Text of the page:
The company sees huge opportunities to ride the waves made by Africa’s mobile revolution. “If you look at our next billion user initiative, which is largely focused on Asia and India, I think one of the most interesting things for us to think about is how we’re going to address an entirely new swathe of users who are mobile first […] and how do we address the use case [how systems connect actor to goal] for that kind of user in emerging markets,” says Mckend. “And those emerging markets are largely Africa, Asia, India, to some extent Brazil, some South America,” he adds. An estimated 90% of Africa’s internet users are on mobile, according to Google. But just 12% of Africans have access to a smartphone, compared to 57% of Americans, according to the company. That makes driving down the cost of smartphones crucial to the company’s strategy to grow the number of users on the continent. Google’s recent battles with tax authorities in Europe will be cause for concern for many African governments. In the UK, politicians have called for the company to pay its “fair share” of corporate tax after it was sharply criticised for paying just $47m in taxes on sales of $7.7bn. A Google spokesman said: “As an international business, we pay the majority of our taxes in our home country, as well as all the taxes due in the UK.” Analysts say governments in emerging markets will be watching this saga closely. “African countries are starting to scrutinise the financial operations of major players with much greater intensity, particularly in telecom and connectivity sectors,” says research analyst Jon Tullett. “I haven’t seen any action directed against Google yet, but the company is certainly watching the movements of regulatory bodies very closely.”
TRADING PRIVACY FOR JOBS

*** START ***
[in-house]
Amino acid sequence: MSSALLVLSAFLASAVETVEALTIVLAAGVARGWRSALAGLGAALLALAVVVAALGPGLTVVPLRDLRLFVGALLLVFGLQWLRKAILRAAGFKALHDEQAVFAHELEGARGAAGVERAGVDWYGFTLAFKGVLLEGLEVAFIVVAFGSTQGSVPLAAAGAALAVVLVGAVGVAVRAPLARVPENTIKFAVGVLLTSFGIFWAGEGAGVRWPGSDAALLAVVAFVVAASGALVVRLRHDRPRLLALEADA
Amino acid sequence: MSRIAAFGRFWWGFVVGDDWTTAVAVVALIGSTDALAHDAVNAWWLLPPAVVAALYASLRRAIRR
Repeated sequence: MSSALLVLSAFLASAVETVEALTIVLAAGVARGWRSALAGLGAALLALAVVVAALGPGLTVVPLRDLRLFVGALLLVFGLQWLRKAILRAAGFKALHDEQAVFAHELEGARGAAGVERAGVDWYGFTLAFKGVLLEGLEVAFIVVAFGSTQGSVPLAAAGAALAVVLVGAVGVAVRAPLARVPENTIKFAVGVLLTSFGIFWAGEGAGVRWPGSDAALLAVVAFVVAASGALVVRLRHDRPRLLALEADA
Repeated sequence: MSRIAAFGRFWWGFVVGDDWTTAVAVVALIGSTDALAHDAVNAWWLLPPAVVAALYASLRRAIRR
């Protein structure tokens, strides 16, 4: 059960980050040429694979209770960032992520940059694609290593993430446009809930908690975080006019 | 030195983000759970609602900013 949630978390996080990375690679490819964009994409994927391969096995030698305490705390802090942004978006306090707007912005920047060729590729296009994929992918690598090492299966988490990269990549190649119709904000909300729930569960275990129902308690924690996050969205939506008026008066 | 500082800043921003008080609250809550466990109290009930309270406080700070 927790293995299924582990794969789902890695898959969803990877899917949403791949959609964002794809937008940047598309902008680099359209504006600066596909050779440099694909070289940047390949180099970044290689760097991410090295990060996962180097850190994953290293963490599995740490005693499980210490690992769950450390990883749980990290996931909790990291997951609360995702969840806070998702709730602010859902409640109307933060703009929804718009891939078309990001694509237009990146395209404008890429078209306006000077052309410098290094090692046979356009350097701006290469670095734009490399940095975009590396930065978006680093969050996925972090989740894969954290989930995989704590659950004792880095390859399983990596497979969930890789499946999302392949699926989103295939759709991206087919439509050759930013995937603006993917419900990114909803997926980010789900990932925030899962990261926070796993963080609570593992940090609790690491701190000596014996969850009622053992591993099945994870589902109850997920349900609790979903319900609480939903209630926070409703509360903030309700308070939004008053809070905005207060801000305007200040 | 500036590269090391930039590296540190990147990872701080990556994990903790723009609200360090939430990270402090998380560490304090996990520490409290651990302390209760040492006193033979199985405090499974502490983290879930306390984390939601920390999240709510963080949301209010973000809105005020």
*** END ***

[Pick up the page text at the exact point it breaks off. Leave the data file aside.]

Another sticking point for many is the issue of online privacy. Google insists that user data is anonymised and kept safe from prying eyes, but a series of recent high-profile data breaches have thrown online security and privacy into the spotlight. “Privacy is obviously a huge issue with any ad-based business, […] the idea that Google is keeping track of all your activities across its different services and building a profile on you which is then used to sell you advertising,” says Dawson, the analyst. “There’s obviously a lot of concern about that in certain quarters – at least certainly in Europe, [where] they tend to be more concerned about privacy things than here in the US.” But governments also want ICT sector jobs, and some are teaming up with Google to carry out training programmes. “We are partnering with Google in creating awareness about online jobs,” says Haron Kertich, an ICT officer at Kenya’s ministry of public service, youth and gender affairs. The government is trying to boost the number of workers in the online sector to 1 million, up from its current level of 40,000. Back outside the community centre in Kajiado, Mwangi, the student, says he appreciates the training that Google has given him. But he sees through their strategy. “For them, it’s business,” he says. “It’s all about having more users.”